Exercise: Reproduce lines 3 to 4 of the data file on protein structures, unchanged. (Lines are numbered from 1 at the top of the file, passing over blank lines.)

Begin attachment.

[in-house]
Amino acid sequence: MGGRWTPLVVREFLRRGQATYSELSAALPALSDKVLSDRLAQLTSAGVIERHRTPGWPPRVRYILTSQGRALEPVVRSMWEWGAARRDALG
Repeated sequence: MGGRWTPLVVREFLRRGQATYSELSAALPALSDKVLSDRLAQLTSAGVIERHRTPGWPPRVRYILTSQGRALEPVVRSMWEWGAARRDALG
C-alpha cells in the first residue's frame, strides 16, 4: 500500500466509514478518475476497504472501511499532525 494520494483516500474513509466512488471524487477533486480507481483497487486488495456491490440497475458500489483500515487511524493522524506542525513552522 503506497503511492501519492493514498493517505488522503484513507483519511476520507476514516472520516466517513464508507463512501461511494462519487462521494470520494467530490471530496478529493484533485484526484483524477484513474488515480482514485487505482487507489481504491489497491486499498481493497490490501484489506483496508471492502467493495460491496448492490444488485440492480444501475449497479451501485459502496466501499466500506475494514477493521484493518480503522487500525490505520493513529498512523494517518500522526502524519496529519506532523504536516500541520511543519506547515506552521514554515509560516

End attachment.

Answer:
Repeated sequence: MGGRWTPLVVREFLRRGQATYSELSAALPALSDKVLSDRLAQLTSAGVIERHRTPGWPPRVRYILTSQGRALEPVVRSMWEWGAARRDALG
C-alpha cells in the first residue's frame, strides 16, 4: 500500500466509514478518475476497504472501511499532525 494520494483516500474513509466512488471524487477533486480507481483497487486488495456491490440497475458500489483500515487511524493522524506542525513552522 503506497503511492501519492493514498493517505488522503484513507483519511476520507476514516472520516466517513464508507463512501461511494462519487462521494470520494467530490471530496478529493484533485484526484483524477484513474488515480482514485487505482487507489481504491489497491486499498481493497490490501484489506483496508471492502467493495460491496448492490444488485440492480444501475449497479451501485459502496466501499466500506475494514477493521484493518480503522487500525490505520493513529498512523494517518500522526502524519496529519506532523504536516500541520511543519506547515506552521514554515509560516